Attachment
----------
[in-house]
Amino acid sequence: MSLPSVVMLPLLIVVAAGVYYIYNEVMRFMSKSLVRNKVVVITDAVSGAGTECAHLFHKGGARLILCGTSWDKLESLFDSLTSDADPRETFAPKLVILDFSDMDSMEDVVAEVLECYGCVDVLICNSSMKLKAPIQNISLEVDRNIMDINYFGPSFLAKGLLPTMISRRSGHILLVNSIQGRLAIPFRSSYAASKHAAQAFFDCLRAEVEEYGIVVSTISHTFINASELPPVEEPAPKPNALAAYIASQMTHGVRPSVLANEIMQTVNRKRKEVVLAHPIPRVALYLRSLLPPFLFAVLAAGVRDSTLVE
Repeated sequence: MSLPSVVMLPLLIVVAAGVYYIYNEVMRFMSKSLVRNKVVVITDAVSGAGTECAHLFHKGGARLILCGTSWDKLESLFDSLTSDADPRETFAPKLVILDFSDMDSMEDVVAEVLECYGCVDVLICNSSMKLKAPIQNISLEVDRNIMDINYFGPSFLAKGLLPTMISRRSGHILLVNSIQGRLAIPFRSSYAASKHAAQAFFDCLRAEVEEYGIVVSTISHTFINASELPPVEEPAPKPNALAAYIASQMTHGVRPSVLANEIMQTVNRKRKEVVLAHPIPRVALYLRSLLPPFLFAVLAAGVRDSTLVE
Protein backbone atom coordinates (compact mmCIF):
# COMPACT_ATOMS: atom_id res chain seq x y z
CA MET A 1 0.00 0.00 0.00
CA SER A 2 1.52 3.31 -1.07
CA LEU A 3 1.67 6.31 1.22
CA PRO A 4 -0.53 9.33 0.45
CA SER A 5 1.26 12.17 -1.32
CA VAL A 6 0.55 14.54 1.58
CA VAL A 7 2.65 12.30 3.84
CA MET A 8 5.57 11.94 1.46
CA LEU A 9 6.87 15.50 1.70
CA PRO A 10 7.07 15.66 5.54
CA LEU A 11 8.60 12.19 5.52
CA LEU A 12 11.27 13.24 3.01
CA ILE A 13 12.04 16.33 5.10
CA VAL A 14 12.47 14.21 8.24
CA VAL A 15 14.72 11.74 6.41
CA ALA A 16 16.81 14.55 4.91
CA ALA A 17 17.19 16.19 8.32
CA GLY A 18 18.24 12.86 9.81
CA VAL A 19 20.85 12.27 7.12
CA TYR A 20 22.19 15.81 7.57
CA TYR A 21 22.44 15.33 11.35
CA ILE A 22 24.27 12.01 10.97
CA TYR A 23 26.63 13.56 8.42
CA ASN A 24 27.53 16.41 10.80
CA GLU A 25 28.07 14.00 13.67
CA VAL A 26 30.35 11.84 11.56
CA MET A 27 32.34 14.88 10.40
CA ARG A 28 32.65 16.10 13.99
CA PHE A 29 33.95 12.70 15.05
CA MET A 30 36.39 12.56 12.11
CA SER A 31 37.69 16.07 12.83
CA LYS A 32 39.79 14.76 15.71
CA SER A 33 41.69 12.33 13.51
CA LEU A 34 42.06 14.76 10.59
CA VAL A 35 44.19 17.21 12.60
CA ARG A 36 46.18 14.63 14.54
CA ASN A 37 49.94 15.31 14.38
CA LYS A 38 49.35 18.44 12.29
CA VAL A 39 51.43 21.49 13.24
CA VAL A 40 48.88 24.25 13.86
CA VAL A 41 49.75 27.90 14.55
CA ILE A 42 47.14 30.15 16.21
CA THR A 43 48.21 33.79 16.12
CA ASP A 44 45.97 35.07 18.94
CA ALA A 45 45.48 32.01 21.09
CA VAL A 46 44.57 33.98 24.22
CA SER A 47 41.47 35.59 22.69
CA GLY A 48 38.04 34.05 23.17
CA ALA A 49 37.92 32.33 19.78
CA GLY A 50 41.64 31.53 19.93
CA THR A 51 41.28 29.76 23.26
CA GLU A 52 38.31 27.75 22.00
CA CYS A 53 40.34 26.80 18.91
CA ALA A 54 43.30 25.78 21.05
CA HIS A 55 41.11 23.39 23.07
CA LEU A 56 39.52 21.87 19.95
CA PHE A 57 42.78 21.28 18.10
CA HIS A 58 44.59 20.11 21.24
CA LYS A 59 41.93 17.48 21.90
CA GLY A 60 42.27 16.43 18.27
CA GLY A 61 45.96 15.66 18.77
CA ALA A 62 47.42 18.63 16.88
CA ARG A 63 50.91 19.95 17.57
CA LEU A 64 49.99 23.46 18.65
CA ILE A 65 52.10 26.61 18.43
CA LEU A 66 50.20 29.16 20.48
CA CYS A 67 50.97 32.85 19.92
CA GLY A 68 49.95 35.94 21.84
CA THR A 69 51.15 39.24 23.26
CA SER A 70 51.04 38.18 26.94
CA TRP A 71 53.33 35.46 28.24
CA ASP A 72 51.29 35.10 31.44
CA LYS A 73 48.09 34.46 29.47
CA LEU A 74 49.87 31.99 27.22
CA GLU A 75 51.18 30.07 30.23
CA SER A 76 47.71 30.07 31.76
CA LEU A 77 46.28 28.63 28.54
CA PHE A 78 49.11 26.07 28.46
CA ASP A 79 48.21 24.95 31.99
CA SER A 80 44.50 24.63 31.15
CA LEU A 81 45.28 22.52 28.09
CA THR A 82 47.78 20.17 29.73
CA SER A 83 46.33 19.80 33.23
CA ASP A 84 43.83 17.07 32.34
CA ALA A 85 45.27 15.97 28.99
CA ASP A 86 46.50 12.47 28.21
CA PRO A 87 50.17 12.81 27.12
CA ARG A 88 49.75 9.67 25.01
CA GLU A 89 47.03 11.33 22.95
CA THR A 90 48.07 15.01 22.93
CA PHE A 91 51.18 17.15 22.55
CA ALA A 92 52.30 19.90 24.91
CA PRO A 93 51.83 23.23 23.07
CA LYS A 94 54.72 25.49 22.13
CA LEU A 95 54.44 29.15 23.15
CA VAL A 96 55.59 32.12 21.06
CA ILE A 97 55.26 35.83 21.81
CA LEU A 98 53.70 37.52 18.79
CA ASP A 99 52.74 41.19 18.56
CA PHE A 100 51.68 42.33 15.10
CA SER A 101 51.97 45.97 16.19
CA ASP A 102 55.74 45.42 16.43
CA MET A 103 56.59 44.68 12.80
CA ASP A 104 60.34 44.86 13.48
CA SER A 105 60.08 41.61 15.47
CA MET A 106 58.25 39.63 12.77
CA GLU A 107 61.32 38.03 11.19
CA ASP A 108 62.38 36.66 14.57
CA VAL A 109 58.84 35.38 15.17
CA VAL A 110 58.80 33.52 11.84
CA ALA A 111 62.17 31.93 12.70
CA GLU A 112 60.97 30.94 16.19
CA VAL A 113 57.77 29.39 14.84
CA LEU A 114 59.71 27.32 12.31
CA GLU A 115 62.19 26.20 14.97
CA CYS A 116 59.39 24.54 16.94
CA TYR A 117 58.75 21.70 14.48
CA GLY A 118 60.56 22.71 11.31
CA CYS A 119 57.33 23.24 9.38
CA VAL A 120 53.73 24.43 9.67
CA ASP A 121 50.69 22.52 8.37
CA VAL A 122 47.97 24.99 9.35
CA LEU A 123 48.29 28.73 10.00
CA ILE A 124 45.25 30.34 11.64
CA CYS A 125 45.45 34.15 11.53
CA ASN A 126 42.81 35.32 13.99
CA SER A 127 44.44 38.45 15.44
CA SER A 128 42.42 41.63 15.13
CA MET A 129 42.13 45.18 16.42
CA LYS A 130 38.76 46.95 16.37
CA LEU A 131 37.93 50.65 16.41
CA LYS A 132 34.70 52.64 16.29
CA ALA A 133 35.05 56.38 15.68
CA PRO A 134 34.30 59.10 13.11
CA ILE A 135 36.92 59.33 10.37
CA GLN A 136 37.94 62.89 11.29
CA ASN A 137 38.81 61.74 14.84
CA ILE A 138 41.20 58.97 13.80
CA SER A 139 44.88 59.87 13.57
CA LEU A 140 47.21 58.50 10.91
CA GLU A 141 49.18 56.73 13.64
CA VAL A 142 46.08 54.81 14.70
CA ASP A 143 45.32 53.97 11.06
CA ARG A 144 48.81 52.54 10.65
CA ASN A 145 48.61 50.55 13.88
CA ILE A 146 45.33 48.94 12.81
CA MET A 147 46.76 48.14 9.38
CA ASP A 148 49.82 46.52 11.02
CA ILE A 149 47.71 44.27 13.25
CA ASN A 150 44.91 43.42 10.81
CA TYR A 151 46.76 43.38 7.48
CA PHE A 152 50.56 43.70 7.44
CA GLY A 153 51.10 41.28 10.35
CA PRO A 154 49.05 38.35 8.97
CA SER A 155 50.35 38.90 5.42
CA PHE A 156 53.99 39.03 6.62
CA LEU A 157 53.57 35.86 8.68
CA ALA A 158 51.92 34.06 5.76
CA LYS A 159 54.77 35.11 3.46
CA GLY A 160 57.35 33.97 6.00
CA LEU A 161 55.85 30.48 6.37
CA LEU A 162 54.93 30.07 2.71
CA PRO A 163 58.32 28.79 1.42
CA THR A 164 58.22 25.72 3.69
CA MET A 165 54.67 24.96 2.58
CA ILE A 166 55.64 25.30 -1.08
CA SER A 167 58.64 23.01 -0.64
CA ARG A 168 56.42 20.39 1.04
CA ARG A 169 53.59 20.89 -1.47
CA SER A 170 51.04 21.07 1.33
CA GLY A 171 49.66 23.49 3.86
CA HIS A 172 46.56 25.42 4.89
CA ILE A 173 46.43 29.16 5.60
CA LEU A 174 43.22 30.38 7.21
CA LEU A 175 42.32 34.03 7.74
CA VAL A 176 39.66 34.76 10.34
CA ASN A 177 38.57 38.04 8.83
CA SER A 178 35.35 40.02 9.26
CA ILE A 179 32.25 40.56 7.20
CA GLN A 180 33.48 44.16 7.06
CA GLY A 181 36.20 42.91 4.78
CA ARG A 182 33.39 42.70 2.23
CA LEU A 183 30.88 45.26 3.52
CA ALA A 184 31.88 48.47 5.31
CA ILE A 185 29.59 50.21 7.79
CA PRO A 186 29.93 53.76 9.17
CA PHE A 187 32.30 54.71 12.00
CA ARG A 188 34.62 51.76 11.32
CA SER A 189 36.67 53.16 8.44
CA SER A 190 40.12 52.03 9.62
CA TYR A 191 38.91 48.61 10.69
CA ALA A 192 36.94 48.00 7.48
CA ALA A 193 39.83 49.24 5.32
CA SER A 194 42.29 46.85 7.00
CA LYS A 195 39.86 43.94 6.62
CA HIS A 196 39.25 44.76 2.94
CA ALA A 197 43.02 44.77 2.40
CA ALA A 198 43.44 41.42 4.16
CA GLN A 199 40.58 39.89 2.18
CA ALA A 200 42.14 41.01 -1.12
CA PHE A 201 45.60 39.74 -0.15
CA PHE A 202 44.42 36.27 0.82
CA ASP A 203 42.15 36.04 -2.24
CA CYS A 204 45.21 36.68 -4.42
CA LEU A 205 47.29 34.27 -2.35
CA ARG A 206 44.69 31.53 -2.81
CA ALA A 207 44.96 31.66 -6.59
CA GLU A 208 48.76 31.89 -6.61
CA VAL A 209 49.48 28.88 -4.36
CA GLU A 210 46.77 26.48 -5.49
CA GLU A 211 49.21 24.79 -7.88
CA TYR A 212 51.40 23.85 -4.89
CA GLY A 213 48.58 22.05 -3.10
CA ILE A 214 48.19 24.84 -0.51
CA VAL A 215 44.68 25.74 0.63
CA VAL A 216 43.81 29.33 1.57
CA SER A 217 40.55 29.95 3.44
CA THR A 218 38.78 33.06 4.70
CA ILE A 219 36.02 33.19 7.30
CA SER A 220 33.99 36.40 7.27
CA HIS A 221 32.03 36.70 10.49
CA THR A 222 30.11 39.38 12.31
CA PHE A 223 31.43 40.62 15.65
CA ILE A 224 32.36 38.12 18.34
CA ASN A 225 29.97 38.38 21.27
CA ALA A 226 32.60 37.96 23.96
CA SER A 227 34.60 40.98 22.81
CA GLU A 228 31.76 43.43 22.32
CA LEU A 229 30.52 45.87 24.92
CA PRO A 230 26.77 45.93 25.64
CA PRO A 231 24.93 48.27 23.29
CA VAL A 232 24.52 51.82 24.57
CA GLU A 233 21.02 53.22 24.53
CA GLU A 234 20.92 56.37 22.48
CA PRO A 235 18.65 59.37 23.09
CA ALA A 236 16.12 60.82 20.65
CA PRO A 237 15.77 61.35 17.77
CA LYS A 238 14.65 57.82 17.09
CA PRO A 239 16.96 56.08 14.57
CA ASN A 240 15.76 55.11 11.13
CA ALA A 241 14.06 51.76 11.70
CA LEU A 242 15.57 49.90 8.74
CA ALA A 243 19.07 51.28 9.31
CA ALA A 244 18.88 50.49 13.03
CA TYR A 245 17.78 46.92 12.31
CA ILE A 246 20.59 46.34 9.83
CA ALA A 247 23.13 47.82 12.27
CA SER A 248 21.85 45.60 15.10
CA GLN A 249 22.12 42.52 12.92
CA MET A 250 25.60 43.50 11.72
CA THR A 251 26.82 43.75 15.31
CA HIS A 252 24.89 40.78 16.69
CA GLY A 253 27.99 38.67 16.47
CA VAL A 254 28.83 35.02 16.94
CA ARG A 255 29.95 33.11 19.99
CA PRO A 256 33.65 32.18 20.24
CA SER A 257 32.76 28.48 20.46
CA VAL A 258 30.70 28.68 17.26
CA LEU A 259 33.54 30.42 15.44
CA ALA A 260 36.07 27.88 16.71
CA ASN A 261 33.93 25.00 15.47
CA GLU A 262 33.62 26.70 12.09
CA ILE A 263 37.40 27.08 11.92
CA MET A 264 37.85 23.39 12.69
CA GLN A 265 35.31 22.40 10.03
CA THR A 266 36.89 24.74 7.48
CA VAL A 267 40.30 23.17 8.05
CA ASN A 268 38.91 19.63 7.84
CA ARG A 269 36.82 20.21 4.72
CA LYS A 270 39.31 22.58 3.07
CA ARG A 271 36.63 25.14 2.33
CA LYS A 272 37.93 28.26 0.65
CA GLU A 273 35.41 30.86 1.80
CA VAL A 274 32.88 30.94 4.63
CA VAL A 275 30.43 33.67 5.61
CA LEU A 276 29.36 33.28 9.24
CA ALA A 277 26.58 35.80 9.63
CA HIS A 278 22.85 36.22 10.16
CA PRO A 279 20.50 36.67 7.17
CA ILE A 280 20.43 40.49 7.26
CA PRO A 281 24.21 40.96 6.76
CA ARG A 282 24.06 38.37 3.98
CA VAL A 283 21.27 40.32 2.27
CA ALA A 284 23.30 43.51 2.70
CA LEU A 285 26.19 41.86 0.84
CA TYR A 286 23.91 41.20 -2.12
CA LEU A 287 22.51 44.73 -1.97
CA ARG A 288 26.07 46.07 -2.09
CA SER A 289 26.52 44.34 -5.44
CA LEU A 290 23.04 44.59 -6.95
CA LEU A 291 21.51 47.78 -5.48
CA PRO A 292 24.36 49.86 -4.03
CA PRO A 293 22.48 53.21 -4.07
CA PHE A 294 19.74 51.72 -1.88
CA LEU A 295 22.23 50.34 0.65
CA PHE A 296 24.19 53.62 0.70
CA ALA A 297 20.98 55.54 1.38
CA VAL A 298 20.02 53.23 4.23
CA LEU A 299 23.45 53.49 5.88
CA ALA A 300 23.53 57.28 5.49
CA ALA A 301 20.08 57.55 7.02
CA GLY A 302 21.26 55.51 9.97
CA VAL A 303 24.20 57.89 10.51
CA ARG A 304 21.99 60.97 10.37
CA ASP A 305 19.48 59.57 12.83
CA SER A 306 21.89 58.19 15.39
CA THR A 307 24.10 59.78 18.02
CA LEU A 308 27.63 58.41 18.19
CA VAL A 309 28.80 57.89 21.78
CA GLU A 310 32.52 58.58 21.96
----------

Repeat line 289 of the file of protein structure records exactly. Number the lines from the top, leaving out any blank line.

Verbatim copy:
CA ALA A 284 23.30 43.51 2.70